Confession: I have a love hate relationship with this standard around demonstrating separation.

Mary Tankulu and Jamie Davies

12 Jan, 2020

The ACFID Code requires members to consistently demonstrate the separation of development and non-development activities in their initiatives (7.3.2). They do this through a policy approach that explicitly refers to religious adherence promotion and political activity. In this blog, CEO Jamie Davies of Australian Lutheran World Service unpacks how they do this, and we benefit from the unique perspective of their implementing partner in PNG  

Serving those most in need, regardless of their religious affiliation or faith traditioncompels and drives me, both as a professional aid and development worker and as a Christian leader.  Christians are called to love and serve others, and to do so unconditionally, no matter what those they serve may believe.

In fact, serving others in their community is at the very core of what churches are about. Many churches run highly effective, transformational community development programs on the ground.  It is often because of their deep contextual understanding and holistic approaches that they achieve lasting change and more sustainable outcomes.  

What I find frustrating is how perceptions of the standard around ‘separation’ overlook the complexity of our journey as aid and development actors. After all, 84% of the world’s population identifies with a religious group.

How does ALWS approach the standard of separation?

A fundamental step in complying with this part of the Code (7.3.2) is ALWS' explicit policy expressing our commitment to clear separation of aid and development and non-aid and development activities.  

Our MoUs and funding agreements with implementing partners overseas state clearly that funding cannot be used for purposes of evangelising, supporting partisan political objectives, or engaging in welfare activities.  We take the time to discuss this up front and throughout the program cycle, from design through to monitoring and evaluation, and at all levels of the partnership – from governance to the community.  

In our communications, we let our supporters know how they can live their faith through serving others in practical ways, while also being clear that our role does not include evangelising. In particular, every fundraising communication includes a statement that donations will only be used for aid and development activities. For most supporters, this aligns with their belief to love and serve unconditionally, and allows them to express their faith while maintaining the separation between development and non-development activities. 

How does this work in practice?  A local perspective

Mary Tankulu leads the way for ALWS’ partner, the Evangelical Lutheran Church in Papua New Guinea (ELCPNG), in the Church Partnership Program (CPP), which is supported by the Australian Government through the PNGAusPartnership..

Working in Lae, PNG, Mary is best-placed to address the issue of separation in practice.

We explain to the leaders of the different church departments what the funding can be used for and what it can’t. We assess the proposed projects and activity plans they develop to ensure they are for community development aims and not for bible studies or mission outreach work.  Whether the project activities are around disability inclusion or women’s empowerment or literacy trainingwe ensure that those carrying them out understand this requirement that everyone can benefit, and that the support is not to be used for religious purposes.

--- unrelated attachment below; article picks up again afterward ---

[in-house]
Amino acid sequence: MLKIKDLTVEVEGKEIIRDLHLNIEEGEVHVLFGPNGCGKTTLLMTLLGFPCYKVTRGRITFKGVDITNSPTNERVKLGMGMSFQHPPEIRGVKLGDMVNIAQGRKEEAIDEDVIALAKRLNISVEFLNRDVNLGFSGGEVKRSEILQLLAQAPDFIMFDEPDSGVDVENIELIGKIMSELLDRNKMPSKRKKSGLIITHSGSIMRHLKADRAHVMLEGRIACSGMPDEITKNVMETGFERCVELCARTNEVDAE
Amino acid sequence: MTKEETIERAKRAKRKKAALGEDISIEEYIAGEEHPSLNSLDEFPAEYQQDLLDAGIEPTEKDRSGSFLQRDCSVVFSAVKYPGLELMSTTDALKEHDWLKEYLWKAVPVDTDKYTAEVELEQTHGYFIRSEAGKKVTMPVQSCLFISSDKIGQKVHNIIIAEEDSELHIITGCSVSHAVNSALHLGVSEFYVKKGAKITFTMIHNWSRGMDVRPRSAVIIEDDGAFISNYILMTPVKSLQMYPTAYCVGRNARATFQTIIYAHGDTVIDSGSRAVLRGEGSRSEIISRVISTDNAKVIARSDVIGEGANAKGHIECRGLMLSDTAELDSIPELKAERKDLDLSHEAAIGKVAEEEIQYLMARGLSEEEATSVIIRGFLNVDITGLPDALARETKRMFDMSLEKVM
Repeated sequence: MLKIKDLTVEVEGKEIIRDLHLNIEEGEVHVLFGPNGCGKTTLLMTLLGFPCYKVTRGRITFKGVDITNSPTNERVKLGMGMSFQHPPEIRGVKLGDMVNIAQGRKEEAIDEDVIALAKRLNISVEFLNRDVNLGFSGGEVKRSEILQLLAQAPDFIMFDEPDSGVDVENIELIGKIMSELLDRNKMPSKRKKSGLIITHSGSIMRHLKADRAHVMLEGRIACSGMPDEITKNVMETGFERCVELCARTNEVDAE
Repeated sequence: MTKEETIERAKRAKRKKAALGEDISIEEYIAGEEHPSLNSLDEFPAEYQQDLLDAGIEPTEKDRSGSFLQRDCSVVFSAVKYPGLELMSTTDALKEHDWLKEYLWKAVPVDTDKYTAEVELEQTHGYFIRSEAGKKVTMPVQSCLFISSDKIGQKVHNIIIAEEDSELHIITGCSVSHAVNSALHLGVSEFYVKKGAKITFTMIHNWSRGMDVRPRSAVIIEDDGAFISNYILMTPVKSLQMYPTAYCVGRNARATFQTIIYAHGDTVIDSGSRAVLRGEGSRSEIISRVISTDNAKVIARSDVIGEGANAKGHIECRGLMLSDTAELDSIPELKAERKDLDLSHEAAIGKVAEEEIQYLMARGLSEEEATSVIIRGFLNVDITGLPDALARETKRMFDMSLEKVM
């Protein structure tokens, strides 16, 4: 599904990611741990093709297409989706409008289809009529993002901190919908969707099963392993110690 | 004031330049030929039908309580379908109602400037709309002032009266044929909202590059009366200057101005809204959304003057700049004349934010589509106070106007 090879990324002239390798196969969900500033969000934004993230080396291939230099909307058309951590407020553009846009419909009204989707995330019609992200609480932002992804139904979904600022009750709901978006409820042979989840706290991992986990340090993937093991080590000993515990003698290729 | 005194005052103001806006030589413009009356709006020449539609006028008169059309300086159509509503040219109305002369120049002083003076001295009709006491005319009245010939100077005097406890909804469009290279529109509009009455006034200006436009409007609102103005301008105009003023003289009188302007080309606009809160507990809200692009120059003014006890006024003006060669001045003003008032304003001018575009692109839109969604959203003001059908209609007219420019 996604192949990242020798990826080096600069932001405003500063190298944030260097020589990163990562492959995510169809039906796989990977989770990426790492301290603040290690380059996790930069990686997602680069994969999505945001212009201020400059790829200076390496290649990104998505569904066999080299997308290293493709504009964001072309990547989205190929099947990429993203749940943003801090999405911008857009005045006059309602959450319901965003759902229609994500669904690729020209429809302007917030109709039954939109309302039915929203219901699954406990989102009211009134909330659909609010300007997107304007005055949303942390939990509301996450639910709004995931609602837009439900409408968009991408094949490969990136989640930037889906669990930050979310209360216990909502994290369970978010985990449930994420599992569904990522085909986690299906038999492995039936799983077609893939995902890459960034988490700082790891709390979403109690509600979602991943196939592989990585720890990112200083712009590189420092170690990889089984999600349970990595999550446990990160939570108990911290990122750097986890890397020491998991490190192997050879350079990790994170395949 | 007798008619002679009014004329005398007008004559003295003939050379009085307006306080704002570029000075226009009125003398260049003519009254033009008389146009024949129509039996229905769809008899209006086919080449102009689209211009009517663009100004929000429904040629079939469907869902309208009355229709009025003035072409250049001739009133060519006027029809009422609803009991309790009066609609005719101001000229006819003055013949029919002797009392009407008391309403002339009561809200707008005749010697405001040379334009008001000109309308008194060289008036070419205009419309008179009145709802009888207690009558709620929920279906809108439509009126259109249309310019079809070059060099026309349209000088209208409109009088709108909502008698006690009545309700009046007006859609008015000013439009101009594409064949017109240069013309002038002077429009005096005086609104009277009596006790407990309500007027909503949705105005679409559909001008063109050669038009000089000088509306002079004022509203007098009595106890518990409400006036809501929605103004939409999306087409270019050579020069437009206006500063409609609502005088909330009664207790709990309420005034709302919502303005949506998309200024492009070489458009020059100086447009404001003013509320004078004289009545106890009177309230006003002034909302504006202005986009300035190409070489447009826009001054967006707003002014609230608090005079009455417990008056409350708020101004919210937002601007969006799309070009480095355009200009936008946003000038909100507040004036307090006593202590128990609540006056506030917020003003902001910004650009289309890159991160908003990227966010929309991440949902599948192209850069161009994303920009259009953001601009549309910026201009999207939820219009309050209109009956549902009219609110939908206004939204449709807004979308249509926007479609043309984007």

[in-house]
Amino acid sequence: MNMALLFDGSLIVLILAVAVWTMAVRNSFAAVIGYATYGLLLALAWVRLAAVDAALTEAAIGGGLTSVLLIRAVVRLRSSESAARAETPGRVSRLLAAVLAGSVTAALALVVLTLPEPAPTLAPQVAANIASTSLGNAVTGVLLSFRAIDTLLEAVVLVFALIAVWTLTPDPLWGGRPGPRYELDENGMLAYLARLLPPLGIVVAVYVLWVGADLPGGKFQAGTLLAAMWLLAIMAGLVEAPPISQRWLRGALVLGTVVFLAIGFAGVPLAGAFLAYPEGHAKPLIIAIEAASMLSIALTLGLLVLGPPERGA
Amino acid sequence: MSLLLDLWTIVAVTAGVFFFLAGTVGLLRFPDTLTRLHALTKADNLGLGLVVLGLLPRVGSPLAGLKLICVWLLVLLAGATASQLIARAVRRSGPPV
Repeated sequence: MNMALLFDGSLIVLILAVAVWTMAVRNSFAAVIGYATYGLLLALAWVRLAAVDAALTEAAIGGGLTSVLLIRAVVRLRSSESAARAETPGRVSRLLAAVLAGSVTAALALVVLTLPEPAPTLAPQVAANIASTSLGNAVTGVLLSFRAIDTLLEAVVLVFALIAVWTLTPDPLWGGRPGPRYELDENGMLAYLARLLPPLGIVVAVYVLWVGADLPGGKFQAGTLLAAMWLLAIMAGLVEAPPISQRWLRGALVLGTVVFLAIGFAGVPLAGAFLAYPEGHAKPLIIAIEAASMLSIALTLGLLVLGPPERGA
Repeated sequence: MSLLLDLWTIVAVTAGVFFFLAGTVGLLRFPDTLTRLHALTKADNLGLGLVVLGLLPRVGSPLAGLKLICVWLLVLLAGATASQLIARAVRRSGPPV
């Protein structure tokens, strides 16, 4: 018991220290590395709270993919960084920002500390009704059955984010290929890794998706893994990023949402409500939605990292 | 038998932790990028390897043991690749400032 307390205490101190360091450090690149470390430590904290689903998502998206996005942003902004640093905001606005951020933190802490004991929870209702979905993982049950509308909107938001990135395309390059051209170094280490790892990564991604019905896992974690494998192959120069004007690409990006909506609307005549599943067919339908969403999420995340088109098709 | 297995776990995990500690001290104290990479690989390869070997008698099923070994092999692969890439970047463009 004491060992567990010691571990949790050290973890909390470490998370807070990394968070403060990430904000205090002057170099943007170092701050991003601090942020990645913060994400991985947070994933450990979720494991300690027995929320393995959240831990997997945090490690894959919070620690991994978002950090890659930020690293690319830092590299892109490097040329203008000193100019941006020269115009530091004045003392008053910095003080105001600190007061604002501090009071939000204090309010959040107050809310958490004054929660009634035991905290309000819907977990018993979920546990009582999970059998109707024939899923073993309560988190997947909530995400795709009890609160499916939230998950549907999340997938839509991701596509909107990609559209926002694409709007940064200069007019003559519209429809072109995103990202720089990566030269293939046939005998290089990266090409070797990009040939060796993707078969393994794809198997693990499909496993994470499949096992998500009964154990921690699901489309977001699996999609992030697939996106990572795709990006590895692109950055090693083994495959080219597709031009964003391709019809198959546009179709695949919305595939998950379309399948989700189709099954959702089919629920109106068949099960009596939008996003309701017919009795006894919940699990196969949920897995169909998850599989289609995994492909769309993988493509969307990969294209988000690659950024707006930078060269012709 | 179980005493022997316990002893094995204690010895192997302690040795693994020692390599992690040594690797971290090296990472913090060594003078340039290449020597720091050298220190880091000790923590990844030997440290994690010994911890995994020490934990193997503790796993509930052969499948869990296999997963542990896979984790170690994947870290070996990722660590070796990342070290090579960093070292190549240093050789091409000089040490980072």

A great example of this is the School Counsellor Program.  For many years, schools in Lae have been wracked with student violence.  

The ELCPNG’s Education Department organised counselling skills training for teachers and chaplains in church and public schools.  Teachers have taken on board new approaches, from anticipating in advance when fights might break out, to enabling frustrated and angry kids to discover new ways of approaching conflict.    

A recent review showed that the counselling program has contributed to reduced tension and outbreaks of violence in schools in Lae since its peak in 2016, and many teachers are now trained in basic counselling.

This example illustrates how training delivered through a church education department to teachers in both public and private schools is focused on community development, with separation maintained.    

Mary also adds that having the ELCPNG Church leaders contribute to the governance and design of the program , and leaving the program management and delivery to others was another way that ‘separation’ is achieved seamlessly.

Summing it up

The Evangelical Lutheran Church in PNG has at the heart of its development vision the concept of ‘Gutpela Sindaun, which translates as ‘abundant life’, and involves Papua New Guineans living harmoniously with one another and the landThis beautiful concept does not sit separately or in isolation to their faith.

ALWS and ELCPNG do, however, clearly separate the support provided for aid and development programs from the religious and mission work of the church.  

What’s not to love?  


  • Mary Tankulu and Jamie Davies
    Mary Tankulu and Jamie Davies

    Left: Mary Tankulu is the Coordinator of the DFAT-funded PNG Church Partnership Program on behalf of ALWS and Evangelical Lutheran Church of Papua New Guinea.  

    Right: Jamie Davies is the Executive Director of Australian Lutheran World Service, the aid and development agency of the Lutheran Church of Australia and New Zealand. Jamie has over 20 years of international relief and development experience in Africa, Central America and Southeast Asia, with a focus on strengthening faith-based organizations and partnerships.    

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